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John Dillinger's 1st big score...



Item # 575190

September 29, 1933

THE WASHINGTON OBSERVE, Pennsylvania, September 29, 1933

* John Dillinger 1st major hit
* George Machine Gun Kelly and wife captured


This 20 page newspaper has one column headlines on the front page that include:  "CONVICTS STILL AVOID CAPTURE", "Indiana State Police Continue Intensive Search for 10 Who Escape...."and more.

Tells of the famous jail break at Michigan City, Indiana that was lead by a unknown outlaw by the name of John Dillinger. His name is not mentioned in the report  because of this reason. This was the scene at the beginning of the blockbuster movie "Public Enemies".

Also on the front page is reporting on the capture of then famous George "Machine Gun" Kelly with one column headlines that include:  "KELLY SULLEN AS HE AWAITS REMOVAL WEST", "Army Planes Ready To Transport Him" and more (see photos).

Two key reports in one issue. The end of one famous gangster and the beginning of another.

Other news of the day throughout including various advertisements. Light browning, minor margin wear but otherwise in good condition.

wikipedia notes: The escape  occurred on September 26, 1933.  After months of robbing banks, John Dillinger had finally accumulated enough money to finance the prison break.  The safe houses had been arranged and the employee of the thread company had been bribed; the guns were hidden within the barrel of thread and marked with an "x".

The weapons were received inside of the prison around September 24, 1933.  Walter Dietrich was the receiving clerk for the shirt factory and had removed the three automatic pistols from the barrel of thread.  Dietrich told the rest of the Gang that the weapons had arrived.

The other Gang members included Harry Pierpont, Charles Makley, Ed Shouse, John Hamilton, Russell Clark, Joseph Fox, Joseph Burns, James Clark, and Jim Jenkins.  Earl Northern, Mary Kinder's brother, had also planned to join the escape, but was unable to do so because he was sick.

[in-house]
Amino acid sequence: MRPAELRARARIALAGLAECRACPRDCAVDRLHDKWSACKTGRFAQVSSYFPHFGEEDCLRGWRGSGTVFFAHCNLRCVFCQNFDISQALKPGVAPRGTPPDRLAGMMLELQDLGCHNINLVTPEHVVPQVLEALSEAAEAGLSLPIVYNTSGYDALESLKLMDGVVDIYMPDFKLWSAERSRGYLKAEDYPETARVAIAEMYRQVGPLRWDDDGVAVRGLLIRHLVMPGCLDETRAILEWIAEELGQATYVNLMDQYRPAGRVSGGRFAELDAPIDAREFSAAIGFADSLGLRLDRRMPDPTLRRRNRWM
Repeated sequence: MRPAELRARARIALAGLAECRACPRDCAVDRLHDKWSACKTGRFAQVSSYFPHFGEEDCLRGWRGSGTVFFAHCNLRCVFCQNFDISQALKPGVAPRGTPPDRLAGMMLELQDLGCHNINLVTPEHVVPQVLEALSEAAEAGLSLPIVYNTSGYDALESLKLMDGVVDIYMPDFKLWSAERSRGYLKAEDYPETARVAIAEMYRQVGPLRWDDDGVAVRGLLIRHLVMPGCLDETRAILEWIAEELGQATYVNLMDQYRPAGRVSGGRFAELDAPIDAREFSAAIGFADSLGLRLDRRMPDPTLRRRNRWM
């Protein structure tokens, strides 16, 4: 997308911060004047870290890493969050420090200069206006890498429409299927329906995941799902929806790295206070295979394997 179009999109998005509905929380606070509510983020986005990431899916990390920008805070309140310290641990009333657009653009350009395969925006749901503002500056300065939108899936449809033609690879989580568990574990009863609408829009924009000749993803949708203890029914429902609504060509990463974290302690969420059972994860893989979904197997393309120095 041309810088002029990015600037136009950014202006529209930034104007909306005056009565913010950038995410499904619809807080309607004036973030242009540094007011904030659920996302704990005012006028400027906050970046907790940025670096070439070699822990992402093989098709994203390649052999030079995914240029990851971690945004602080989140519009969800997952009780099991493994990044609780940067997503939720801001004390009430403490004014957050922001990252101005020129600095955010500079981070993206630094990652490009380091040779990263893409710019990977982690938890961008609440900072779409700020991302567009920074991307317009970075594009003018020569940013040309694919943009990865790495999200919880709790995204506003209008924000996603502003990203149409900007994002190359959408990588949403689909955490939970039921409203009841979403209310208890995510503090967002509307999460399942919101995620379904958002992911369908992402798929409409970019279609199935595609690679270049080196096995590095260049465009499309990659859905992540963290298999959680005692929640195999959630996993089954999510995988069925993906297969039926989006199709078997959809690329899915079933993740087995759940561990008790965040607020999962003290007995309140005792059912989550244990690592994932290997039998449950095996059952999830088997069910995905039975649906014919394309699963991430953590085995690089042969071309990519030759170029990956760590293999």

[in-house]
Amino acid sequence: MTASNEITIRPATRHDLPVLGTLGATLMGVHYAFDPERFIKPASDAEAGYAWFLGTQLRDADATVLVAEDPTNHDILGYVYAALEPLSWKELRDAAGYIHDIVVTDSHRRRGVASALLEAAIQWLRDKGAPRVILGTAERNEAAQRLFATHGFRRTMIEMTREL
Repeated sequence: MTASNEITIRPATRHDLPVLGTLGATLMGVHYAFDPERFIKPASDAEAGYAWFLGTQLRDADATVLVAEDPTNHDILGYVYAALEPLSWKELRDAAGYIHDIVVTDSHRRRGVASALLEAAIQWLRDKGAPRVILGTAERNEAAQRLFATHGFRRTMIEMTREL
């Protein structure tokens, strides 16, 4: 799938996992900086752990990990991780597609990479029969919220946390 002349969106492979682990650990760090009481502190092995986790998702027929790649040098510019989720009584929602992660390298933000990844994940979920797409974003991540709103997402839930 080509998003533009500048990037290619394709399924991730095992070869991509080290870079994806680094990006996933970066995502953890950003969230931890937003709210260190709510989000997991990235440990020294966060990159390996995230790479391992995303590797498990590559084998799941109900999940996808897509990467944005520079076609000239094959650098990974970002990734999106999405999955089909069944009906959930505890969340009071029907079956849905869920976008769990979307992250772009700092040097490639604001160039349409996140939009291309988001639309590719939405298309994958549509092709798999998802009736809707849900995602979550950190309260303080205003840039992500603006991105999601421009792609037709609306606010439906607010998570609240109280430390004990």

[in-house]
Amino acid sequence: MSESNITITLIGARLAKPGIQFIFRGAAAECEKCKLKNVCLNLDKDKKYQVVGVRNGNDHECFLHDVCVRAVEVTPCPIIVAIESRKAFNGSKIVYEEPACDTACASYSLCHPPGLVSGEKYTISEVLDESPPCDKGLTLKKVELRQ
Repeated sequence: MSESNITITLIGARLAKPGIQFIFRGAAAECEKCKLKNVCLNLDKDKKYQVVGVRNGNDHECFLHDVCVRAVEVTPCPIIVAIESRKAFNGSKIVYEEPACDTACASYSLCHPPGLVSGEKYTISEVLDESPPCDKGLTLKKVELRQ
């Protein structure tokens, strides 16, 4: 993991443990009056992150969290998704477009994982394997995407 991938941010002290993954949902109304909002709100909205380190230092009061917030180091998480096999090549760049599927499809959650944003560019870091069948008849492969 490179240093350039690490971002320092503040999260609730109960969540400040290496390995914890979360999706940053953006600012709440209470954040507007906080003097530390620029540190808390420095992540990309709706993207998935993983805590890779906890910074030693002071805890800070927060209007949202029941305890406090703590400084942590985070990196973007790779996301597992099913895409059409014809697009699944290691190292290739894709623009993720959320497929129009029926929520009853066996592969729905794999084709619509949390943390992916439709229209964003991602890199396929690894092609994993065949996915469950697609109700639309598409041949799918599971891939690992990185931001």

Harry Pierpont and Russell Clark approached the superintendent of the shirt factory, G.H. Stevens, and told him he was wanted in the basement of the shirt factory.  As Stevens headed down the stairs, Pierpont and Hamilton each pulled a pistol and the other inmates grabbed him.

Meanwhile, Walter Dietrich lured Assistant Warden Albert Evans into the shirt factory basement by telling him that he had found a bottle of homemade wine, or hooch, and did not want to get in trouble for it.  As he entered the basement, Evans was also taken hostage.

The prisoners and their captives casually strolled across the prison yard.  Stevens and Evans led the way while the prisoners followed, their guns hidden underneath stacks of shirts from the factory.  No prison guards were suspicious due to the fact that Stevens and Evans were leading the procession.

At the first of the three gates they would have to pass, Evans instructed the guard, Frank Swanson, "They have guns.  Open the gate or they will kill us." Swanson opened the gate and was instructed to join the procession.  The guard at the next gate, Guy Burklow, also opened his gate as instructed and joined the ever growing group of hostages.  The guard at the final gate, Fred Wellnitz attempted to grab his weapon when he realized what was happening, but was beaten unconscious by the inmates.  The inmates used Wellnitz's keys to open the final gate and enter the prison's Administrative Building.

In the Administrative Building the inmates rounded up eight clerks and the prison Warden.  One clerk, Finley Carson, was shot during the escape.

The inmates exited the Administrative Building to the free world.  It was raining hard when the inmates exited the building.  At the prison entrance the inmates encountered Harrison County Sheriff Charles Neel who was at the prison delivering a prisoner.  Dietrich, James Clark, Burns, and Fox forced Neel back into his car and drove off.

The other inmates ran to the Standard Oil gas station across the street and flagged down a passing vehicle driven by Herbert Van Valkenberg.  Once stopped, the inmates ordered Herbert, his wife, and an elderly relative from the vehicle.  The inmates piled into the car and sped away as the prison sirens began to wail.

Category: The 20th Century

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